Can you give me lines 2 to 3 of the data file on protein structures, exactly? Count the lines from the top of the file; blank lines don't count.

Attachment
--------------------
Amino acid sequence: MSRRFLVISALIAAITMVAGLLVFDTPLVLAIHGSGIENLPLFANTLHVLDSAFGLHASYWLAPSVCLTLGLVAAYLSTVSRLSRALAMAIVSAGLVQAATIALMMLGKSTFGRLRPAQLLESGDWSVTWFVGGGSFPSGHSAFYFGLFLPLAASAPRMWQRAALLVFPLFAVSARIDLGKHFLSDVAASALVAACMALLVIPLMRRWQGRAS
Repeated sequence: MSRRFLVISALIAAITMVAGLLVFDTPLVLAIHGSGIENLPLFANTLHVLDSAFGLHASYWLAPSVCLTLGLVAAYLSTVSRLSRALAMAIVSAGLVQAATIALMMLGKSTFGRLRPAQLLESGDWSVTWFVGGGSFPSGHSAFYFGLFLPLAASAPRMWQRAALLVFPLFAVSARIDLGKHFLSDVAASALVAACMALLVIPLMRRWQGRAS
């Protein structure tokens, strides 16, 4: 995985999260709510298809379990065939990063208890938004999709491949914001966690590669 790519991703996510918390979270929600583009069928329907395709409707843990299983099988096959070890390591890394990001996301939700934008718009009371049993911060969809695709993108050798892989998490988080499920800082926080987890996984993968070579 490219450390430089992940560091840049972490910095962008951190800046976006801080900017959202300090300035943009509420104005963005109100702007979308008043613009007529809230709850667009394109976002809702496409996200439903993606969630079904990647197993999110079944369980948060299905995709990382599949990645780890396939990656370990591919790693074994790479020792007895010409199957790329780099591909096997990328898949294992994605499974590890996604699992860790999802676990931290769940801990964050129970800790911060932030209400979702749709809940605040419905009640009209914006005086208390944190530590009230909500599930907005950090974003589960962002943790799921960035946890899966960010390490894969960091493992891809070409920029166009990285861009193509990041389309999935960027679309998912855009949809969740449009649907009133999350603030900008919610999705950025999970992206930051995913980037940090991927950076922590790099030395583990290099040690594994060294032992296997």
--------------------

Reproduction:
Repeated sequence: MSRRFLVISALIAAITMVAGLLVFDTPLVLAIHGSGIENLPLFANTLHVLDSAFGLHASYWLAPSVCLTLGLVAAYLSTVSRLSRALAMAIVSAGLVQAATIALMMLGKSTFGRLRPAQLLESGDWSVTWFVGGGSFPSGHSAFYFGLFLPLAASAPRMWQRAALLVFPLFAVSARIDLGKHFLSDVAASALVAACMALLVIPLMRRWQGRAS
């Protein structure tokens, strides 16, 4: 995985999260709510298809379990065939990063208890938004999709491949914001966690590669 790519991703996510918390979270929600583009069928329907395709409707843990299983099988096959070890390591890394990001996301939700934008718009009371049993911060969809695709993108050798892989998490988080499920800082926080987890996984993968070579 490219450390430089992940560091840049972490910095962008951190800046976006801080900017959202300090300035943009509420104005963005109100702007979308008043613009007529809230709850667009394109976002809702496409996200439903993606969630079904990647197993999110079944369980948060299905995709990382599949990645780890396939990656370990591919790693074994790479020792007895010409199957790329780099591909096997990328898949294992994605499974590890996604699992860790999802676990931290769940801990964050129970800790911060932030209400979702749709809940605040419905009640009209914006005086208390944190530590009230909500599930907005950090974003589960962002943790799921960035946890899966960010390490894969960091493992891809070409920029166009990285861009193509990041389309999935960027679309998912855009949809969740449009649907009133999350603030900008919610999705950025999970992206930051995913980037940090991927950076922590790099030395583990290099040690594994060294032992296997």